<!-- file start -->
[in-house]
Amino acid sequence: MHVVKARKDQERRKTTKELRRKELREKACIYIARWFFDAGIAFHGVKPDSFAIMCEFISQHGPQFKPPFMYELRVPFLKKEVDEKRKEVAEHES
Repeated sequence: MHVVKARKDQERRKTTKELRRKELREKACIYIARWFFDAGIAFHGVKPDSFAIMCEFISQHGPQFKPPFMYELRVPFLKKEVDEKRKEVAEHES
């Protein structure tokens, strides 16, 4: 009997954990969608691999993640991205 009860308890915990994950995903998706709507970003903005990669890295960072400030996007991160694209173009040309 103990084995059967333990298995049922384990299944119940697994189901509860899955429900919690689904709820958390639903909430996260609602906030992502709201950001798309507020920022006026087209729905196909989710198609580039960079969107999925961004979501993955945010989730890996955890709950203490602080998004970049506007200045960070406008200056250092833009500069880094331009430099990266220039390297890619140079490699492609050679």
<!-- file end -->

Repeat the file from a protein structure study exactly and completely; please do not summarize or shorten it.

[in-house]
Amino acid sequence: MHVVKARKDQERRKTTKELRRKELREKACIYIARWFFDAGIAFHGVKPDSFAIMCEFISQHGPQFKPPFMYELRVPFLKKEVDEKRKEVAEHES
Repeated sequence: MHVVKARKDQERRKTTKELRRKELREKACIYIARWFFDAGIAFHGVKPDSFAIMCEFISQHGPQFKPPFMYELRVPFLKKEVDEKRKEVAEHES
């Protein structure tokens, strides 16, 4: 009997954990969608691999993640991205 009860308890915990994950995903998706709507970003903005990669890295960072400030996007991160694209173009040309 103990084995059967333990298995049922384990299944119940697994189901509860899955429900919690689904709820958390639903909430996260609602906030992502709201950001798309507020920022006026087209729905196909989710198609580039960079969107999925961004979501993955945010989730890996955890709950203490602080998004970049506007200045960070406008200056250092833009500069880094331009430099990266220039390297890619140079490699492609050679």